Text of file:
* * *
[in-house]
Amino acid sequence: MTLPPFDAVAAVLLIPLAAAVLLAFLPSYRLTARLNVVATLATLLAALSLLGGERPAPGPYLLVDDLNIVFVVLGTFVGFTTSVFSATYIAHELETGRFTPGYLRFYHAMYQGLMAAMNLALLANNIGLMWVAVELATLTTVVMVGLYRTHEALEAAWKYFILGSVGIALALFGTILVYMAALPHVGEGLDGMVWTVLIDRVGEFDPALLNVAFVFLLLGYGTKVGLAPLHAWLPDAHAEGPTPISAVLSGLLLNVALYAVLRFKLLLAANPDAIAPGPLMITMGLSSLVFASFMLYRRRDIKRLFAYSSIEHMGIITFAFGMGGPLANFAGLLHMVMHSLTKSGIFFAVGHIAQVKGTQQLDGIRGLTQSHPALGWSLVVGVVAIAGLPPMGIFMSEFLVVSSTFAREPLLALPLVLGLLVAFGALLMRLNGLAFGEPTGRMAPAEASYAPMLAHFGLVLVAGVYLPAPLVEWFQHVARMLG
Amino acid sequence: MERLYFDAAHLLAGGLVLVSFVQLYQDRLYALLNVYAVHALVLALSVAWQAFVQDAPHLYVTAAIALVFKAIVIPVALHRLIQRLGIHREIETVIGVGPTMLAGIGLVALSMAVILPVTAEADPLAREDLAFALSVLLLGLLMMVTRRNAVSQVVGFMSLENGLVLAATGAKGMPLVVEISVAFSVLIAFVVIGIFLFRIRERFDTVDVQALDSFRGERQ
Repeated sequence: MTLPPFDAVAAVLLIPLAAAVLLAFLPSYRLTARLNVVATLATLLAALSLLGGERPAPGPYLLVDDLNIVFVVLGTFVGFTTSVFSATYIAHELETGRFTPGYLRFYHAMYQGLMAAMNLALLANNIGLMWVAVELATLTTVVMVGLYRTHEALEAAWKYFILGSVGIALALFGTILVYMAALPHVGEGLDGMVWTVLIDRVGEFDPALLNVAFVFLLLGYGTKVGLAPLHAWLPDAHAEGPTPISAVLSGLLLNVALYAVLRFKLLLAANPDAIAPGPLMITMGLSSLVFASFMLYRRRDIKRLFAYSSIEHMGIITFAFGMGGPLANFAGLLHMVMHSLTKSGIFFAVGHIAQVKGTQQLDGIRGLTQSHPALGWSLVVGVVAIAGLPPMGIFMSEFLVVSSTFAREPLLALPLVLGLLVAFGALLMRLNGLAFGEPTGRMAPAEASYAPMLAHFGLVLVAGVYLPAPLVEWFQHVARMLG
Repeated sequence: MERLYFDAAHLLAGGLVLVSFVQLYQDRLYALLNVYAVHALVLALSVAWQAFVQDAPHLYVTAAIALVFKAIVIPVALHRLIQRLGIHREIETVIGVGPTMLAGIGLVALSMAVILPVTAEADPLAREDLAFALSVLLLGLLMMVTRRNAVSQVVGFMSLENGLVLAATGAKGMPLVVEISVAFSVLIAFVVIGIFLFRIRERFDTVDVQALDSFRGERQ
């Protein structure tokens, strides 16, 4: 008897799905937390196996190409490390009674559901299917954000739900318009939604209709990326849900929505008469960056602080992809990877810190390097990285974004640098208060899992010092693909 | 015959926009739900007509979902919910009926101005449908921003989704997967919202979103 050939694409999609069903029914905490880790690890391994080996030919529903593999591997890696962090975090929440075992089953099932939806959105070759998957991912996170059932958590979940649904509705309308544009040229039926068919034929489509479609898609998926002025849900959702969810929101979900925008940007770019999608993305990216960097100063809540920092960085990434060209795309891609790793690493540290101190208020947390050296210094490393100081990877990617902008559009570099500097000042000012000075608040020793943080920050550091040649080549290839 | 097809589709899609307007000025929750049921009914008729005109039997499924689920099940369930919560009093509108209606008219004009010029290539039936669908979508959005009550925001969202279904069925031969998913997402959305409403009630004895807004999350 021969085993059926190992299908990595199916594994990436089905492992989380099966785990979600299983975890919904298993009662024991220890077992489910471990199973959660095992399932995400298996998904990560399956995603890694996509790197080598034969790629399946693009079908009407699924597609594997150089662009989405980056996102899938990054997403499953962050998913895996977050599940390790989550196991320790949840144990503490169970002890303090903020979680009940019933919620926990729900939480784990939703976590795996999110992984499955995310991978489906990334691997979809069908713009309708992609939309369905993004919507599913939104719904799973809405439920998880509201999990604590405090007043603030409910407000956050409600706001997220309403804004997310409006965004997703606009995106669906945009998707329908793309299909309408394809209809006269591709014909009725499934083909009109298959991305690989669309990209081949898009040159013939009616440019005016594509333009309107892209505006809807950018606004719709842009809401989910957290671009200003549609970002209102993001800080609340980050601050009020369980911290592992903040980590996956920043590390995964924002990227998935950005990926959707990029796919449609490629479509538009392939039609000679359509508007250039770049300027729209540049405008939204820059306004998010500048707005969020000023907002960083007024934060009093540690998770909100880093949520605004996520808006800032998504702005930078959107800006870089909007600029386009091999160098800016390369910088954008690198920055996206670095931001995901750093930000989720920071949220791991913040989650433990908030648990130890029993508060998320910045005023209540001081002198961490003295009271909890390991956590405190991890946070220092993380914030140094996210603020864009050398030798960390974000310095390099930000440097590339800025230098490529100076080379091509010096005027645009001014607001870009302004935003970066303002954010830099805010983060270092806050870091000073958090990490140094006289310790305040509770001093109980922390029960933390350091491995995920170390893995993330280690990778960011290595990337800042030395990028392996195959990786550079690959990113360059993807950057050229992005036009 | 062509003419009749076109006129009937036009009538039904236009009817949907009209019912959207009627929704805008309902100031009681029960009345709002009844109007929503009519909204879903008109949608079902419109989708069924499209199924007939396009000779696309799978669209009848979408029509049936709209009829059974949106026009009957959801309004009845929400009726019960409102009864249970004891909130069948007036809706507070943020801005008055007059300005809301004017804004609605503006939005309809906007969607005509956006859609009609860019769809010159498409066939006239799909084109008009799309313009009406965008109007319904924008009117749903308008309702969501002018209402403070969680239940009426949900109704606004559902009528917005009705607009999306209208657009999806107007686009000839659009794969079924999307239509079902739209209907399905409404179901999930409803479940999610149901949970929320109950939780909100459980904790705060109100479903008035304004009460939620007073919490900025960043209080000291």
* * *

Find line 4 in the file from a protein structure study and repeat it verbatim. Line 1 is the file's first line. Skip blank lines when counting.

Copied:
Repeated sequence: MTLPPFDAVAAVLLIPLAAAVLLAFLPSYRLTARLNVVATLATLLAALSLLGGERPAPGPYLLVDDLNIVFVVLGTFVGFTTSVFSATYIAHELETGRFTPGYLRFYHAMYQGLMAAMNLALLANNIGLMWVAVELATLTTVVMVGLYRTHEALEAAWKYFILGSVGIALALFGTILVYMAALPHVGEGLDGMVWTVLIDRVGEFDPALLNVAFVFLLLGYGTKVGLAPLHAWLPDAHAEGPTPISAVLSGLLLNVALYAVLRFKLLLAANPDAIAPGPLMITMGLSSLVFASFMLYRRRDIKRLFAYSSIEHMGIITFAFGMGGPLANFAGLLHMVMHSLTKSGIFFAVGHIAQVKGTQQLDGIRGLTQSHPALGWSLVVGVVAIAGLPPMGIFMSEFLVVSSTFAREPLLALPLVLGLLVAFGALLMRLNGLAFGEPTGRMAPAEASYAPMLAHFGLVLVAGVYLPAPLVEWFQHVARMLG